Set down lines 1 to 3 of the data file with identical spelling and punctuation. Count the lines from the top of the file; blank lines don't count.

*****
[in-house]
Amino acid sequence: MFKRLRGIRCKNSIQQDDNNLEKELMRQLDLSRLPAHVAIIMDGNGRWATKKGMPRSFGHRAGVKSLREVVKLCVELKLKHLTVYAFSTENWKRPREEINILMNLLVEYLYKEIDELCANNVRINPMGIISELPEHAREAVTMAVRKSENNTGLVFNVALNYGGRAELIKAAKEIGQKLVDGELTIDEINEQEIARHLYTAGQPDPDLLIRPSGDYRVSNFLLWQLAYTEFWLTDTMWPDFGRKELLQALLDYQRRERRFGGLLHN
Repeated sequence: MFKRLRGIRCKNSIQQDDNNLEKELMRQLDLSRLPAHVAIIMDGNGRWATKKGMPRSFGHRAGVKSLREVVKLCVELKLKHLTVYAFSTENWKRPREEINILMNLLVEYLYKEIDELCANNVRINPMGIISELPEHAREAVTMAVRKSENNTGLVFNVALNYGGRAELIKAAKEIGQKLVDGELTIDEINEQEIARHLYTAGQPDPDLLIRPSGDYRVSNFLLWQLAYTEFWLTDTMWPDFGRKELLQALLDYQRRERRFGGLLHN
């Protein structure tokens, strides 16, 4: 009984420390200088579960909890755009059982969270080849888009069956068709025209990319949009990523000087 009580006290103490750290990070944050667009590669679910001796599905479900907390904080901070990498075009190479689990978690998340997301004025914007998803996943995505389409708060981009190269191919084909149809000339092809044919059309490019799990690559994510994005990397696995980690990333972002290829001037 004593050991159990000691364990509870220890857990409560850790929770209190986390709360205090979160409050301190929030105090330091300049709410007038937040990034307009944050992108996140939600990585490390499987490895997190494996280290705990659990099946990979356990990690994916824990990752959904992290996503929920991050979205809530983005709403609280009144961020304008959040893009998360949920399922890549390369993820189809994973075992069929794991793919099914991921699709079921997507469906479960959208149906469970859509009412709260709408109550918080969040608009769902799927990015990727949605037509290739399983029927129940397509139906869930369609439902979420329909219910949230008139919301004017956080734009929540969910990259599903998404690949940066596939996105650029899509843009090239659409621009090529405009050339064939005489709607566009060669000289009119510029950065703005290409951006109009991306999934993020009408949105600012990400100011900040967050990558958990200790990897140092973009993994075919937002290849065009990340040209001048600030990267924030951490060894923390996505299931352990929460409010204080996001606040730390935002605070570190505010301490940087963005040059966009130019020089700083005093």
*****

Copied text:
[in-house]
Amino acid sequence: MFKRLRGIRCKNSIQQDDNNLEKELMRQLDLSRLPAHVAIIMDGNGRWATKKGMPRSFGHRAGVKSLREVVKLCVELKLKHLTVYAFSTENWKRPREEINILMNLLVEYLYKEIDELCANNVRINPMGIISELPEHAREAVTMAVRKSENNTGLVFNVALNYGGRAELIKAAKEIGQKLVDGELTIDEINEQEIARHLYTAGQPDPDLLIRPSGDYRVSNFLLWQLAYTEFWLTDTMWPDFGRKELLQALLDYQRRERRFGGLLHN
Repeated sequence: MFKRLRGIRCKNSIQQDDNNLEKELMRQLDLSRLPAHVAIIMDGNGRWATKKGMPRSFGHRAGVKSLREVVKLCVELKLKHLTVYAFSTENWKRPREEINILMNLLVEYLYKEIDELCANNVRINPMGIISELPEHAREAVTMAVRKSENNTGLVFNVALNYGGRAELIKAAKEIGQKLVDGELTIDEINEQEIARHLYTAGQPDPDLLIRPSGDYRVSNFLLWQLAYTEFWLTDTMWPDFGRKELLQALLDYQRRERRFGGLLHN